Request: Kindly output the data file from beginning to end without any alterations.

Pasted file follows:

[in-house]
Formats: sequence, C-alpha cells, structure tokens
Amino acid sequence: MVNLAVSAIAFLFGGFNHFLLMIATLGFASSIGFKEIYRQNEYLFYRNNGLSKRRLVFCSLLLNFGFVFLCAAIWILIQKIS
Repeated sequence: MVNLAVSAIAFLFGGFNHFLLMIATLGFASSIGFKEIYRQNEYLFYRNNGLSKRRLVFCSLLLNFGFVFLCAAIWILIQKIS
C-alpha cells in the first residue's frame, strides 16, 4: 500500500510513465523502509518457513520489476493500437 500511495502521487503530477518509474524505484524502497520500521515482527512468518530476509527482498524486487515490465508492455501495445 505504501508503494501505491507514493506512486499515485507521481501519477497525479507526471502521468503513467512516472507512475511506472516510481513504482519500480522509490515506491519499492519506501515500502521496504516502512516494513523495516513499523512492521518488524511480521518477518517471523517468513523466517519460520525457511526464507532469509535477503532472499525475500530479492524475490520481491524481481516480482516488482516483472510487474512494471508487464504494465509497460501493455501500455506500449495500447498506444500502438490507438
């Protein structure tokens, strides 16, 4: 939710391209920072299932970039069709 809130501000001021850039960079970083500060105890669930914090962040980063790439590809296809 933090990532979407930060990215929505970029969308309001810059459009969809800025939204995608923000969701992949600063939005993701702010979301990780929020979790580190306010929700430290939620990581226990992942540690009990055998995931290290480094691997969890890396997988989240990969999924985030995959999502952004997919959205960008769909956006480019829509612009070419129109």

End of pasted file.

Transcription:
[in-house]
Formats: sequence, C-alpha cells, structure tokens
Amino acid sequence: MVNLAVSAIAFLFGGFNHFLLMIATLGFASSIGFKEIYRQNEYLFYRNNGLSKRRLVFCSLLLNFGFVFLCAAIWILIQKIS
Repeated sequence: MVNLAVSAIAFLFGGFNHFLLMIATLGFASSIGFKEIYRQNEYLFYRNNGLSKRRLVFCSLLLNFGFVFLCAAIWILIQKIS
C-alpha cells in the first residue's frame, strides 16, 4: 500500500510513465523502509518457513520489476493500437 500511495502521487503530477518509474524505484524502497520500521515482527512468518530476509527482498524486487515490465508492455501495445 505504501508503494501505491507514493506512486499515485507521481501519477497525479507526471502521468503513467512516472507512475511506472516510481513504482519500480522509490515506491519499492519506501515500502521496504516502512516494513523495516513499523512492521518488524511480521518477518517471523517468513523466517519460520525457511526464507532469509535477503532472499525475500530479492524475490520481491524481481516480482516488482516483472510487474512494471508487464504494465509497460501493455501500455506500449495500447498506444500502438490507438
């Protein structure tokens, strides 16, 4: 939710391209920072299932970039069709 809130501000001021850039960079970083500060105890669930914090962040980063790439590809296809 933090990532979407930060990215929505970029969308309001810059459009969809800025939204995608923000969701992949600063939005993701702010979301990780929020979790580190306010929700430290939620990581226990992942540690009990055998995931290290480094691997969890890396997988989240990969999924985030995959999502952004997919959205960008769909956006480019829509612009070419129109």